Monday, December 15, 2008

Opinions and the Recommendation Game

For I love to play the recommendation game. You know when you are sitting in a restaurant and you’re not exactly sure what you want, you ask the waiter or waitress, “what do you recommend?” Now the answer in the States usually includes an answer. “Well, I’m particularly fond of the blue cheese chicken or if you’re into salads, I’d try the cob.” I like this game. It gives me an opportunity to try something new AND not make a decision. The game is only fun if the other party will play it with you, and I have a hard time finding participants in Peru. The other day I was at the fruit stand and I knew I only wanted to buy a small quantity of fruit, but I wasn’t exactly sure what I should get. So I asked the woman working at the tienda what she recommended and her response was, “it’s all good.” I believe her, but that wasn’t the question. The question is what she would get if she were in my place. So being the former journalist I phrase the question a different way, “what’s good during this season?” The senora again responds, “It’s all good.” I still believe her, but I’m growing increasingly frustrated that she won’t play one of my favorite games. Finally, after a long silence where I’m not sure how to get my new friend to play my game she finally says, “It’s mango season.” So thankful that she has at least tried to play along I buy two mangoes for my host sisters (I’m already sick of them and it’s only the beginning of mango season).

I encounter this problem a lot. I’ll be sitting in a restaurant here in Peru and again I’ll be unsure of what to order and so I’ll ask for a recommendation. I’m usually lucky to get an answer, but if I do, you can bet that I order that particular item because I want to give Peruvians the idea that their opinions and ideas have value. The underlying problem here is twofold. First, it’s a matter of self-esteem. Peruvians (as a generalization) are not taught that their opinion matters. But when you’re playing the recommendation game with me, your opinion always counts. I rarely ever turn down a recommendation. One of the things we do in the youth development program is not only teach about self-esteem, emotions, and self-knowledge but recently I went to several classes and put signs on three different walls in the class room. The first reads, “I agree.” The second, “I don’t agree.” And the third states, “I’m not sure.” Then I read different phrases (the older the group, the more controversial) and the students then have to walk to the sign where their opinion is stated. One of the phrases says, “You can get good work even if you don’t finish high school.” The students then have to defend their answer – not all of them, but I call on different ones to see why they think what they are thinking. I’m amazed with how little these students think about their own opinions. Many students thanked me for the activity after class saying it was the first time they had thought about the topics I had brought up (everything from education to abortion) and they appreciate that I don’t judge their opinions which is key to teaching these types of classes. I absolutely have to put my opinions and ideas out the back door, but I do get to play devil’s advocate and it is fun to get people to think about their answers. Now that I think about it, I would love to get more activities like this – so if you have any, feel free to send them to me.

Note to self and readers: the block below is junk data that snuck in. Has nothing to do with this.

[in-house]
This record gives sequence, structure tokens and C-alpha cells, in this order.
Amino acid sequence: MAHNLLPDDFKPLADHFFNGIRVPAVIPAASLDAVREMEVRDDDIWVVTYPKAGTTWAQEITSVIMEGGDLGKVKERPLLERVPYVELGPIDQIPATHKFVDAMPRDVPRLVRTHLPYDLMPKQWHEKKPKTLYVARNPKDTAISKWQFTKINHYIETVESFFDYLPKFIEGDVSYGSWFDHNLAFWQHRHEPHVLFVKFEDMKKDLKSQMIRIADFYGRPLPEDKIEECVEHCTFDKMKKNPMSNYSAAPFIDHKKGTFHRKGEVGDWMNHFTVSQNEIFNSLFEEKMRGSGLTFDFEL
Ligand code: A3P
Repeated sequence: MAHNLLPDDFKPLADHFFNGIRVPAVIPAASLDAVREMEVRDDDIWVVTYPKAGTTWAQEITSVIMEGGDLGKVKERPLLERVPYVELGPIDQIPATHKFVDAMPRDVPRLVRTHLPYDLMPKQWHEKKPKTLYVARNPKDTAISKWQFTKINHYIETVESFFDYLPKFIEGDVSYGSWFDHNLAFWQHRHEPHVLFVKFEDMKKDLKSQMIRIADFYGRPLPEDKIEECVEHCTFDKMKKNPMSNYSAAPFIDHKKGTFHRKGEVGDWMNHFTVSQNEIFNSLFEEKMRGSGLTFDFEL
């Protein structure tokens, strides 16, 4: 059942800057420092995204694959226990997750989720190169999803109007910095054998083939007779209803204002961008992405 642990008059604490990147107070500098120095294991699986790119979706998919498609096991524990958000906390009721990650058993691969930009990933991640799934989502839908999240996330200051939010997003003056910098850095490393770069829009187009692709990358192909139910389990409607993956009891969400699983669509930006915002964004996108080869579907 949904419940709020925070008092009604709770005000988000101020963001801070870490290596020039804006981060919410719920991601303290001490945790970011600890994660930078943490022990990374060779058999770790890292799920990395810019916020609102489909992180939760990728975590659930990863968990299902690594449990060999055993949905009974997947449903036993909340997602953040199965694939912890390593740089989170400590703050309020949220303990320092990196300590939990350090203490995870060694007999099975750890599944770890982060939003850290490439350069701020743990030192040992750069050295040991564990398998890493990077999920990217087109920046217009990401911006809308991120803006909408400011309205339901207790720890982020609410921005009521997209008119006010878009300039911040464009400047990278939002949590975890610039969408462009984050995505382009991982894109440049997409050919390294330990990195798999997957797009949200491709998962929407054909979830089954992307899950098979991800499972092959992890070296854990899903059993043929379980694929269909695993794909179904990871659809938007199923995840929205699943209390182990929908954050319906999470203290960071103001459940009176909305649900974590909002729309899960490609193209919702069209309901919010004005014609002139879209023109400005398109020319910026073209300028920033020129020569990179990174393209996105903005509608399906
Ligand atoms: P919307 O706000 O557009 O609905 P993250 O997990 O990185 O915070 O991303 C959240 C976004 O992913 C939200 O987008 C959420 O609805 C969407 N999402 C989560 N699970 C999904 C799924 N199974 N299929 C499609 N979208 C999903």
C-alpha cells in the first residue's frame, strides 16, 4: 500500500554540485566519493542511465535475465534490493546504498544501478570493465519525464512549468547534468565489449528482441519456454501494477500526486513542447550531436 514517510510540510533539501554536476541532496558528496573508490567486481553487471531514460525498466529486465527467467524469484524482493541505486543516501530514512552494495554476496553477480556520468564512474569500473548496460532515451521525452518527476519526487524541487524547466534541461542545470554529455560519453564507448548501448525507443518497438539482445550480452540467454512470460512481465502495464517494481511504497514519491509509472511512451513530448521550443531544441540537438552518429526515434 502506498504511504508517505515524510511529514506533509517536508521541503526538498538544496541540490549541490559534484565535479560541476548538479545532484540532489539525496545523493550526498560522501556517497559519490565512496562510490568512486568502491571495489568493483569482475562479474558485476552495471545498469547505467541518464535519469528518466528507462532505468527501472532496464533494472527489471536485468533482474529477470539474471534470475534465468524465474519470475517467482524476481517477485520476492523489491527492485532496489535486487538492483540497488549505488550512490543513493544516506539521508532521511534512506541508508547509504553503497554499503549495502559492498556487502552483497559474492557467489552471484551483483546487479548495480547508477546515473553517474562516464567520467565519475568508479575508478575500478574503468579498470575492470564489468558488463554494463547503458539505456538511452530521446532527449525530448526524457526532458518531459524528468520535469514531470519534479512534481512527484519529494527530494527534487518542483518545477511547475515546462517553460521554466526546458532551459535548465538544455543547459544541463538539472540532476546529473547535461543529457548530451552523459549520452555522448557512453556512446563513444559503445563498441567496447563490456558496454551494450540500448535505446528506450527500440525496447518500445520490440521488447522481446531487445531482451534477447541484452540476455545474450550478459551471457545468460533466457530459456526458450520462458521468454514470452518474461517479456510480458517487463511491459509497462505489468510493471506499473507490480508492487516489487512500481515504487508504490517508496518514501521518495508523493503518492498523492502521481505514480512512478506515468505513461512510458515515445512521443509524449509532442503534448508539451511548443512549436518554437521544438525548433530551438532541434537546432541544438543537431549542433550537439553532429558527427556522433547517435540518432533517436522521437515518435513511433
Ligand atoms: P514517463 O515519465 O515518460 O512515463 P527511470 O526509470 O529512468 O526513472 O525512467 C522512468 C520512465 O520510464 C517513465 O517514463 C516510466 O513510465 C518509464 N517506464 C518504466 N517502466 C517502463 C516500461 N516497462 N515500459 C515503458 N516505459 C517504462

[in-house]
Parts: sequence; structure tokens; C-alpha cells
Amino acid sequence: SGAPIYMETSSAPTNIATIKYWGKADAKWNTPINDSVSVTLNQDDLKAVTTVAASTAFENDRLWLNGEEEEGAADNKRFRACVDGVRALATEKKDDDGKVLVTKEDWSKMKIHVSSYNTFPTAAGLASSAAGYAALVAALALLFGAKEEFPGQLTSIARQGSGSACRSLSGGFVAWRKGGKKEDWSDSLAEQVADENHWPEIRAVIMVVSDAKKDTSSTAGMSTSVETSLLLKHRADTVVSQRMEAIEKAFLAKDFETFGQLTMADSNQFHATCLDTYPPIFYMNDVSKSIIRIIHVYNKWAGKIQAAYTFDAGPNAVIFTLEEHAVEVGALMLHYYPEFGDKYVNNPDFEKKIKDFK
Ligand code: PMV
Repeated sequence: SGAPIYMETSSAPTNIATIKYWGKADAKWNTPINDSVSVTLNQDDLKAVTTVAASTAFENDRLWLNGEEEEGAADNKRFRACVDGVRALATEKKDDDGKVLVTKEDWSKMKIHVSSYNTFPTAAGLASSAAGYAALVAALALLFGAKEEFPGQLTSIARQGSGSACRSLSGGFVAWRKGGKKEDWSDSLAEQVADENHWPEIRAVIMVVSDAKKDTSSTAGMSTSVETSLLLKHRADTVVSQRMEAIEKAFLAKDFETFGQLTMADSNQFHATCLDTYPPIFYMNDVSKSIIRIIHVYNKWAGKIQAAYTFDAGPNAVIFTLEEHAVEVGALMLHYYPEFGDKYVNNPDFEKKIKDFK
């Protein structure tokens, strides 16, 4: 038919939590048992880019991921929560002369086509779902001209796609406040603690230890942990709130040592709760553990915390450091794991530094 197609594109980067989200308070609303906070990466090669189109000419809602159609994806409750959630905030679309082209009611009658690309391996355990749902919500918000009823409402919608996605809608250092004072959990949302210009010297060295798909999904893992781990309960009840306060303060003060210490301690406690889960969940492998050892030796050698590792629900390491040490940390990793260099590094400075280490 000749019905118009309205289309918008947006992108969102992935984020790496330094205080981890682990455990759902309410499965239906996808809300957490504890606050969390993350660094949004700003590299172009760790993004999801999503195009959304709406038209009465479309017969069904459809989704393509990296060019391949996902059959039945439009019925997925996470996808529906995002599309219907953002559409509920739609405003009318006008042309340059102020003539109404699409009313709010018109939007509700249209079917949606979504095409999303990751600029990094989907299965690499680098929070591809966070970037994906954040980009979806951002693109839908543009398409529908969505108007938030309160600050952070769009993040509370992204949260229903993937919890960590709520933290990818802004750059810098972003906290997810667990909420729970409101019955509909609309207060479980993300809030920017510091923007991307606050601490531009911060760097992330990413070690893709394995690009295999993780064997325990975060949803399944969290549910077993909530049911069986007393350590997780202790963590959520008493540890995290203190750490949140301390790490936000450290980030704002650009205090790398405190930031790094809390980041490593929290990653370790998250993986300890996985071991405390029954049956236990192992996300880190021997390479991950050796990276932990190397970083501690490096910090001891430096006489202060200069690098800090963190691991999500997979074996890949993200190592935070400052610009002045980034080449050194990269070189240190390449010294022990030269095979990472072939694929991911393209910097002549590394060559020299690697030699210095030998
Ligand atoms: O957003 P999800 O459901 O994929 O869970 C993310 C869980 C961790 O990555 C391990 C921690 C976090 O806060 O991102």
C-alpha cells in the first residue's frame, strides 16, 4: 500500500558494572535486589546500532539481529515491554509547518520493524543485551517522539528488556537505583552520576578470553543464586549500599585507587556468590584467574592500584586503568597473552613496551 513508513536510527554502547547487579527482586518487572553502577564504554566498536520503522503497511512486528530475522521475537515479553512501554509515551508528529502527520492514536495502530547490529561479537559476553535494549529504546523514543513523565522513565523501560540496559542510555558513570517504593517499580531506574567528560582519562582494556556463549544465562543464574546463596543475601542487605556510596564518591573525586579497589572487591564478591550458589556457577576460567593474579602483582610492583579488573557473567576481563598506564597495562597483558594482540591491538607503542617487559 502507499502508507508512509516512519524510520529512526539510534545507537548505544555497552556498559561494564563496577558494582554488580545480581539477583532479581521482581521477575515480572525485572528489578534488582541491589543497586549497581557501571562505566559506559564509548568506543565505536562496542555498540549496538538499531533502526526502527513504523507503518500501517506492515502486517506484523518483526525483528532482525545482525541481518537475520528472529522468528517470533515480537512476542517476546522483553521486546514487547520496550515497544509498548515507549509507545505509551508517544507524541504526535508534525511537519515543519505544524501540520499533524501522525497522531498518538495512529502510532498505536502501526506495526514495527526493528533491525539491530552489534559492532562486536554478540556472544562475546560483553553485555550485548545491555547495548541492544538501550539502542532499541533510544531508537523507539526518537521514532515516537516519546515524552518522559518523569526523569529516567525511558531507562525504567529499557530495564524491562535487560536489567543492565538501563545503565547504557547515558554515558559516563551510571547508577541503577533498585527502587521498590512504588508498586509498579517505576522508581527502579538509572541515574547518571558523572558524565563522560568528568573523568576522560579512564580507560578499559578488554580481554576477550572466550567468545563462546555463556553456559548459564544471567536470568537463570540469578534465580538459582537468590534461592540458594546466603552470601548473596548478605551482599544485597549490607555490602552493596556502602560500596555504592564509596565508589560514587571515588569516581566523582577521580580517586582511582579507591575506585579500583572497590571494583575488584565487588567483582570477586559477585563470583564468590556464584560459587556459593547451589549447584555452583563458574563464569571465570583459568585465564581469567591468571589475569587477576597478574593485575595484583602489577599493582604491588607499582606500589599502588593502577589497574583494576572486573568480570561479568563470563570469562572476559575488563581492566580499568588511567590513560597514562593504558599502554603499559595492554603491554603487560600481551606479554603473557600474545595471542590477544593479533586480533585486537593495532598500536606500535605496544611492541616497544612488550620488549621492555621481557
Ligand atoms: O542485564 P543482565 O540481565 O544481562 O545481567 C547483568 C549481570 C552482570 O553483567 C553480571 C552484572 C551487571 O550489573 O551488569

The second fold in the twofold underlying problem is that this is a culture of people who don’t want to offend other people. They are a very polite culture. For example, sometimes people are invited to a party in which they know they cannot attend, but regardless they will accept the invitation and then just not show up. Because it is better to save the face of the person who is inviting you to their face, if you don’t show up the inviter can always say they never invited the invitee. So while playing the recommendation game people don’t want to offend nor be offended. They don’t offer up their opinions readily in case it’s contrary to yours and then you would be offended. I like aspects of the polite culture, but it is frustrating when you set up a meeting or invite people to event and they never show.

I have had minor success playing the recommendation game with younger children. Often times they will be helping out their parents and somehow they’ll catch my eye, and so I’ll ask them what do you recommend. After some hesitation, and maybe a little prodding on my part, they will quite frequently give me a response. And no matter how good or bad the recommendation I always take it to show the child that their ideas are valued and valuable. I guess it’s one of the little things I try to do on a daily basis to improve the lives of those I encounter.

Saturday, December 6, 2008


So after making several trips to Huanchaco (in La Libetad) and Piura, I was ready for a vacationto a new part of Peru. So six of my close PC friends and I got our act together and ventured off to Chachapoyas right on the edge of the Amazonian Jungle. While there, we walked around Kuelap (the oldest, most intact city of the pre-Columbian era) and we hiked to Gocta the third tallest waterfall in the world. As you can see by these pictures, it was absolutly gorgeous, and I had a great time. If you come to Peru, make it a point to head up to Chachapoyas. It's not overly touristy yet, and it has some of the nicest people I've met yet. They really respected us and it never seemed like they wer trying to rip us off. That's a real plus after 1 year and a half in country.